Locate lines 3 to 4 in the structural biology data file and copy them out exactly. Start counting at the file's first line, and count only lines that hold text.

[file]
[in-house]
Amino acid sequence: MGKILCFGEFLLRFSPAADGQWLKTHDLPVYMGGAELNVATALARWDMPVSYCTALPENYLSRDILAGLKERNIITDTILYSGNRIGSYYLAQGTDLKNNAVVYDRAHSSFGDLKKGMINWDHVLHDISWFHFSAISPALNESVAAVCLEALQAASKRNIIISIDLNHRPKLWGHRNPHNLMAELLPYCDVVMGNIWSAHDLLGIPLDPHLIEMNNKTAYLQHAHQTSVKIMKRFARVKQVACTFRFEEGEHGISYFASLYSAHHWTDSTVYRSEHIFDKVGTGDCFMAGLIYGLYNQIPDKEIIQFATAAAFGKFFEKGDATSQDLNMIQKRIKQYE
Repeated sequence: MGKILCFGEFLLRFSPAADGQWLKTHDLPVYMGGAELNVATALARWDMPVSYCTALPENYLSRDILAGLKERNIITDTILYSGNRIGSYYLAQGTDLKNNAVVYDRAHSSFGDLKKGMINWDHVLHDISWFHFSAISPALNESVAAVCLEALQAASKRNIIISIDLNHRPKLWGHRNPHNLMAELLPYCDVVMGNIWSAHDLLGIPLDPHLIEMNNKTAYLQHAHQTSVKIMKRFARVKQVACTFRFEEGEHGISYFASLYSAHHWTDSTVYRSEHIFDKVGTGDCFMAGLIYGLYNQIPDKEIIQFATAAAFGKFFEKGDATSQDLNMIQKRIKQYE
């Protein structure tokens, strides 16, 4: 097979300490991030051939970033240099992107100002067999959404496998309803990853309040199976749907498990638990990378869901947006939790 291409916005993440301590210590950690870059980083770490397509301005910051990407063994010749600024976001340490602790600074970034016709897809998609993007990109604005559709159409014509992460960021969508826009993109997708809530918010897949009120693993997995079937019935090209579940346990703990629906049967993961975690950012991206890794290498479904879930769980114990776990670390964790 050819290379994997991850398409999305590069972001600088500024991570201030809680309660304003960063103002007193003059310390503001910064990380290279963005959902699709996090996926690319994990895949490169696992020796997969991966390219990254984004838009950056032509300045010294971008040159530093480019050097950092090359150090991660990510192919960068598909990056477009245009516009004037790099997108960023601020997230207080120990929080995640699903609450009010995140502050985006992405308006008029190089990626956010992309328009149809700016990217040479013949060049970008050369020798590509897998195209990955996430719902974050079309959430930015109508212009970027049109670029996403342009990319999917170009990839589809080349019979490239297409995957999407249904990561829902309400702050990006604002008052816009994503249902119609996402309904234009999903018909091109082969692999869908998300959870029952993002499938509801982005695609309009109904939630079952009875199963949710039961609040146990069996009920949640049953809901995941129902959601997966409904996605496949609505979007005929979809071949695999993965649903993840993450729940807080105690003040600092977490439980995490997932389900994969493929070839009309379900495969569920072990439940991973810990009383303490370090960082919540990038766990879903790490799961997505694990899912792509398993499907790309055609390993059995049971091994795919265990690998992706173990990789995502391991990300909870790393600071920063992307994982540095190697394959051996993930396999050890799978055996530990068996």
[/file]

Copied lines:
Repeated sequence: MGKILCFGEFLLRFSPAADGQWLKTHDLPVYMGGAELNVATALARWDMPVSYCTALPENYLSRDILAGLKERNIITDTILYSGNRIGSYYLAQGTDLKNNAVVYDRAHSSFGDLKKGMINWDHVLHDISWFHFSAISPALNESVAAVCLEALQAASKRNIIISIDLNHRPKLWGHRNPHNLMAELLPYCDVVMGNIWSAHDLLGIPLDPHLIEMNNKTAYLQHAHQTSVKIMKRFARVKQVACTFRFEEGEHGISYFASLYSAHHWTDSTVYRSEHIFDKVGTGDCFMAGLIYGLYNQIPDKEIIQFATAAAFGKFFEKGDATSQDLNMIQKRIKQYE
């Protein structure tokens, strides 16, 4: 097979300490991030051939970033240099992107100002067999959404496998309803990853309040199976749907498990638990990378869901947006939790 291409916005993440301590210590950690870059980083770490397509301005910051990407063994010749600024976001340490602790600074970034016709897809998609993007990109604005559709159409014509992460960021969508826009993109997708809530918010897949009120693993997995079937019935090209579940346990703990629906049967993961975690950012991206890794290498479904879930769980114990776990670390964790 050819290379994997991850398409999305590069972001600088500024991570201030809680309660304003960063103002007193003059310390503001910064990380290279963005959902699709996090996926690319994990895949490169696992020796997969991966390219990254984004838009950056032509300045010294971008040159530093480019050097950092090359150090991660990510192919960068598909990056477009245009516009004037790099997108960023601020997230207080120990929080995640699903609450009010995140502050985006992405308006008029190089990626956010992309328009149809700016990217040479013949060049970008050369020798590509897998195209990955996430719902974050079309959430930015109508212009970027049109670029996403342009990319999917170009990839589809080349019979490239297409995957999407249904990561829902309400702050990006604002008052816009994503249902119609996402309904234009999903018909091109082969692999869908998300959870029952993002499938509801982005695609309009109904939630079952009875199963949710039961609040146990069996009920949640049953809901995941129902959601997966409904996605496949609505979007005929979809071949695999993965649903993840993450729940807080105690003040600092977490439980995490997932389900994969493929070839009309379900495969569920072990439940991973810990009383303490370090960082919540990038766990879903790490799961997505694990899912792509398993499907790309055609390993059995049971091994795919265990690998992706173990990789995502391991990300909870790393600071920063992307994982540095190697394959051996993930396999050890799978055996530990068996």